Google to offer enhanced Gmail security to journalists, government officials

Google to offer enhanced Gmail security to journalists, government officials
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Google announced Tuesday that it’s rolling out new, stronger security protections for a small set of users, such as journalists and government officials, who face a higher risk of being targeted by hackers.

The protections are a part of a new Advanced Protection Program, which provides what Google says are its strongest security features. Once users sign up for the program, their accounts' security will be continuously updated by Google as it patches different vulnerabilities and beefs up its cybersecurity.

Users will also be required to use two-factor authentication to log into their accounts with a security key — usually a small USB drive or wireless device — to protect against phishing attempts.

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Users will also not be able to use third-party applications to check their email, like Apple’s iOS mail application or Microsoft Outlook, and will not have access to their accounts if they forget their passwords unless they do a lengthy account recovery process.  

“Journalists, human rights defenders, environment campaigners and civil society activists working on any number of sensitive issues can quickly find themselves targeted by well-resourced and highly capable adversaries," said Andrew Ford Lyons, a technologist at Internews, a nonprofit organization that focuses on international media issues.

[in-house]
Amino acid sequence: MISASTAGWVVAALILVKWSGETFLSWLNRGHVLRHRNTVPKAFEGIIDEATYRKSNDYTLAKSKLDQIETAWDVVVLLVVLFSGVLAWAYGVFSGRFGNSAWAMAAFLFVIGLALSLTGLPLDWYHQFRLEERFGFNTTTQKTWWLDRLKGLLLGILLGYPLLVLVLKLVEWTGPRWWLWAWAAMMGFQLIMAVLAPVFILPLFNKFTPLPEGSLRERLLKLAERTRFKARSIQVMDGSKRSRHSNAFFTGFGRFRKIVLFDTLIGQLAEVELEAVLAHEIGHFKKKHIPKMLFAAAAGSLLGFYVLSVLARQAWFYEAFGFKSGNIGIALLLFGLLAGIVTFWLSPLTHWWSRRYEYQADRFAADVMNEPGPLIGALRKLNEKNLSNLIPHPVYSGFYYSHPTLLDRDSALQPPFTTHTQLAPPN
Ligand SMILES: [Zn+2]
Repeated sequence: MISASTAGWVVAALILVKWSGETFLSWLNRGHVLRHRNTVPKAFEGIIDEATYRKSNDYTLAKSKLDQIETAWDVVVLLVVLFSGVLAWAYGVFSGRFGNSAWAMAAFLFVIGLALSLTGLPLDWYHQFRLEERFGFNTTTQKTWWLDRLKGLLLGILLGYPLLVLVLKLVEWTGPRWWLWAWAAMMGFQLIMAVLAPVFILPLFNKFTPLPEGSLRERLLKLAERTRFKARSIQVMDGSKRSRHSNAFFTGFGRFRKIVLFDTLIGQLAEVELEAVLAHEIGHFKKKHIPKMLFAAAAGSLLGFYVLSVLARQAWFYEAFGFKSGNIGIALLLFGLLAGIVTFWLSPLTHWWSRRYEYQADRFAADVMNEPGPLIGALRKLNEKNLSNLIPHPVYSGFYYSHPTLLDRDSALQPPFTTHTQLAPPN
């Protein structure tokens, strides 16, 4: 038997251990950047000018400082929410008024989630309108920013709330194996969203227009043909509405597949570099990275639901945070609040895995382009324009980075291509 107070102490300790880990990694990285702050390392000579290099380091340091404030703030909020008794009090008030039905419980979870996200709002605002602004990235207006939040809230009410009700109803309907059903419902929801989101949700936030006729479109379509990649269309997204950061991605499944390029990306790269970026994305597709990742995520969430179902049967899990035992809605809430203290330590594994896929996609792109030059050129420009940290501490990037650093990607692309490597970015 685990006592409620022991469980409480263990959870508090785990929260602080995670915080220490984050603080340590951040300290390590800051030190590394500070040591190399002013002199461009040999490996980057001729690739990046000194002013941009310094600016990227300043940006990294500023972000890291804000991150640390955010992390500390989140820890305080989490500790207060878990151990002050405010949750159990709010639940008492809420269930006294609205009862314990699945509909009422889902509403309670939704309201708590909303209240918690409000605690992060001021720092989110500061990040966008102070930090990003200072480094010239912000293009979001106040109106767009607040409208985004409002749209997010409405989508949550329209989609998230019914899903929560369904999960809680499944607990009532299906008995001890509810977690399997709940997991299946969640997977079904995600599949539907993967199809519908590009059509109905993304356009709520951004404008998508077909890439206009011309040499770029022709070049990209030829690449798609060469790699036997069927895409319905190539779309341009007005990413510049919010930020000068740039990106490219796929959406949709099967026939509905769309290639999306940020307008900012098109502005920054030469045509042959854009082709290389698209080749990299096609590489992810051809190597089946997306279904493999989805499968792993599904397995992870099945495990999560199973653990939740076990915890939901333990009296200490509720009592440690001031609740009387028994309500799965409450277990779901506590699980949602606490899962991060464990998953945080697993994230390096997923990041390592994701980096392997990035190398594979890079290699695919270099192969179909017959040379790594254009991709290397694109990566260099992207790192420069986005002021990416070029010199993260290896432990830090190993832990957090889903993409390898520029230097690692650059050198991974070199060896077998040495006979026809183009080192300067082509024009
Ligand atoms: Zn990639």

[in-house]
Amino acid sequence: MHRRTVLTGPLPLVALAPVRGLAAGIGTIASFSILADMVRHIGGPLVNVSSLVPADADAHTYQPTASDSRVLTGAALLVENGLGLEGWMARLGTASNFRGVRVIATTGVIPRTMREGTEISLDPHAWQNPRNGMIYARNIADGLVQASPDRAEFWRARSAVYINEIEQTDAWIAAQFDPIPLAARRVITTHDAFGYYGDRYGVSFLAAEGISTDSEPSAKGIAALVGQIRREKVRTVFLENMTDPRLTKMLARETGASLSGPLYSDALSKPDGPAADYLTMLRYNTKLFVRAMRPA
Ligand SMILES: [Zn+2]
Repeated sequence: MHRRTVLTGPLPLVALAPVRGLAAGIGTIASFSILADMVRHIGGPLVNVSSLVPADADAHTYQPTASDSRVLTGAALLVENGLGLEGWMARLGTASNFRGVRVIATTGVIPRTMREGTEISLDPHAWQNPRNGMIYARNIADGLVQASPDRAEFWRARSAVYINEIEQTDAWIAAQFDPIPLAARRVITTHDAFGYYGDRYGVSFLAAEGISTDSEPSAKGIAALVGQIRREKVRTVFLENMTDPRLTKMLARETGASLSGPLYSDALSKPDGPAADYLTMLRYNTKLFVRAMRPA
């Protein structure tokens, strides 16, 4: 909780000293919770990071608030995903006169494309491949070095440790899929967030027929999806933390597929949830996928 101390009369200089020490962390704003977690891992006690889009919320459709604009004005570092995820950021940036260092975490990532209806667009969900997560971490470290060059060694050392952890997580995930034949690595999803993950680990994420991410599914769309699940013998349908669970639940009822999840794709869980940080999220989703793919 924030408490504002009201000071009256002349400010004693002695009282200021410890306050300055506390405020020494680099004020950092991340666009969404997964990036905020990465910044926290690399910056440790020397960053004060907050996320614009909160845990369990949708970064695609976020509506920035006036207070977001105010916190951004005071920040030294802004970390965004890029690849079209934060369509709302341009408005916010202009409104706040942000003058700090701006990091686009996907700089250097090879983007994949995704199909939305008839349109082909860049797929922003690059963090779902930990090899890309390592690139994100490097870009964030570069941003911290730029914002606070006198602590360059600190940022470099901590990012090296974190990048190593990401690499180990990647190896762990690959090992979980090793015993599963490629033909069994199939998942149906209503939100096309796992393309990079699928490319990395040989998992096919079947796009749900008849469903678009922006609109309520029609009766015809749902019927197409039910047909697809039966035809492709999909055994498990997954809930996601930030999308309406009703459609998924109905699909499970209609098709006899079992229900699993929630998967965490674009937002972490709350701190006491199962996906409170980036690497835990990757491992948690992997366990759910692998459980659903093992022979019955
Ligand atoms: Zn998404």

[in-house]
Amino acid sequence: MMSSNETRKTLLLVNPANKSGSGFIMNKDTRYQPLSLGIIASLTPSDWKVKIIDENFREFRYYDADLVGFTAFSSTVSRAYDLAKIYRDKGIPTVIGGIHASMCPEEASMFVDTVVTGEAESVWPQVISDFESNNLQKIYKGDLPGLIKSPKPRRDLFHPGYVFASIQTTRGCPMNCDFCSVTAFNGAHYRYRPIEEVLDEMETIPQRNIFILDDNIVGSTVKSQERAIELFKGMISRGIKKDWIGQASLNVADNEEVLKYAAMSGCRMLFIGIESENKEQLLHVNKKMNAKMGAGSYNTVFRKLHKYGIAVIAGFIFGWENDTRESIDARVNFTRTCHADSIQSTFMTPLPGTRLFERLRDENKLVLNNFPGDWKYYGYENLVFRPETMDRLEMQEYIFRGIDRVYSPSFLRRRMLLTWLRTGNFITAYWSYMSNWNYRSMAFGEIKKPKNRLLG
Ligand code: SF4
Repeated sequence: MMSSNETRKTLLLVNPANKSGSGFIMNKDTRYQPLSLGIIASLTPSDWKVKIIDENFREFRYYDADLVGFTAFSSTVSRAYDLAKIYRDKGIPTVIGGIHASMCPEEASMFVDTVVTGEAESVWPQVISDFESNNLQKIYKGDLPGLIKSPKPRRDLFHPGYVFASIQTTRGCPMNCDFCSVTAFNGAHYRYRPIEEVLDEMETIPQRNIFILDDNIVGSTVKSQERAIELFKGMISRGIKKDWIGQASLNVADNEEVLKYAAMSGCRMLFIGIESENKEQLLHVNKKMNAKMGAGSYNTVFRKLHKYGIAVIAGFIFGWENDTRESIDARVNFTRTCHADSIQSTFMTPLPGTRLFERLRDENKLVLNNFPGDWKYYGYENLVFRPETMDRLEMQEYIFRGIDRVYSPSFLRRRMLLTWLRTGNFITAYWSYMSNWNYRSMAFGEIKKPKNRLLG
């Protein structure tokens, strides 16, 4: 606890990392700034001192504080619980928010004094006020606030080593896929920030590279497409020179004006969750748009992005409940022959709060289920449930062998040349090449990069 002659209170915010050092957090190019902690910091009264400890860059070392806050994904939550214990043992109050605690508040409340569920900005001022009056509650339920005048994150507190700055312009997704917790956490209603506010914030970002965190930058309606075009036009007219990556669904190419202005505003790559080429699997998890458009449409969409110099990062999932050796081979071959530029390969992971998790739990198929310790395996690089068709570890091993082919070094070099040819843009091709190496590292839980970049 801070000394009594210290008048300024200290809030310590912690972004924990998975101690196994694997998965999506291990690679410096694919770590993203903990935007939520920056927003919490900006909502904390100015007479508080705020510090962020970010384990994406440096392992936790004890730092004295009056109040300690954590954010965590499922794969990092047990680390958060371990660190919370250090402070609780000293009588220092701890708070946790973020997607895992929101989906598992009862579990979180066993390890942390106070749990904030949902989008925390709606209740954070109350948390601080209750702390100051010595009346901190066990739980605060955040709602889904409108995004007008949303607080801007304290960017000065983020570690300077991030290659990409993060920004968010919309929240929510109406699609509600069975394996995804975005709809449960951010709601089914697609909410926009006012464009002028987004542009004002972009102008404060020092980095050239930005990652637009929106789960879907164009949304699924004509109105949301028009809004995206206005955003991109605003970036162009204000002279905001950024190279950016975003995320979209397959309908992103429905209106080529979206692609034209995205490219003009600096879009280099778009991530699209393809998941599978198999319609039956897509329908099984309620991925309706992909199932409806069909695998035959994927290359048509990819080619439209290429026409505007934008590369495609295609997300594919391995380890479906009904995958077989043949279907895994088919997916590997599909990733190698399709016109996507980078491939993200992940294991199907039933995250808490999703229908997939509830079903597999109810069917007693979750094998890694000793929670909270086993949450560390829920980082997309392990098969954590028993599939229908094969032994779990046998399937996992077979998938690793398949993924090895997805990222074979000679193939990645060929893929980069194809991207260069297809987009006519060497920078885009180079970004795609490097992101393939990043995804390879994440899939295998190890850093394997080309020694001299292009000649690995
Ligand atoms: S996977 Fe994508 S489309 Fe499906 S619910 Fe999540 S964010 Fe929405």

"For those whose work may cause their profile to become more visible, setting this up could be seen as an essential preventative step,” he continued.

The announcement comes as phishing attacks against high-profile individuals become more frequent.

Scrutiny of former Secretary of State Hillary ClintonHillary Diane Rodham ClintonTrump boasts about checking gas prices while in motorcade: 'You think Hillary Clinton would've done that?' Harry Reid on Iraq War vote: 'It tainted my heart' New Hampshire is ‘must-win’ state for Warren, says veteran political reporter MORE’s use of a private email account and server, and its potential to be hacked, dominated the discourse around the 2016 presidential race.

Her campaign chairman John Podesta’s email account was hacked and its contents were published by WikiLeaks during the campaign.

“If John Podesta had Advanced Protection last year, the world might be a very different place,” Joseph Lorenzo Hall told Reuters. Hall is a chief technologist at the Center for Democracy and Technology, who was briefed on the new features by Google.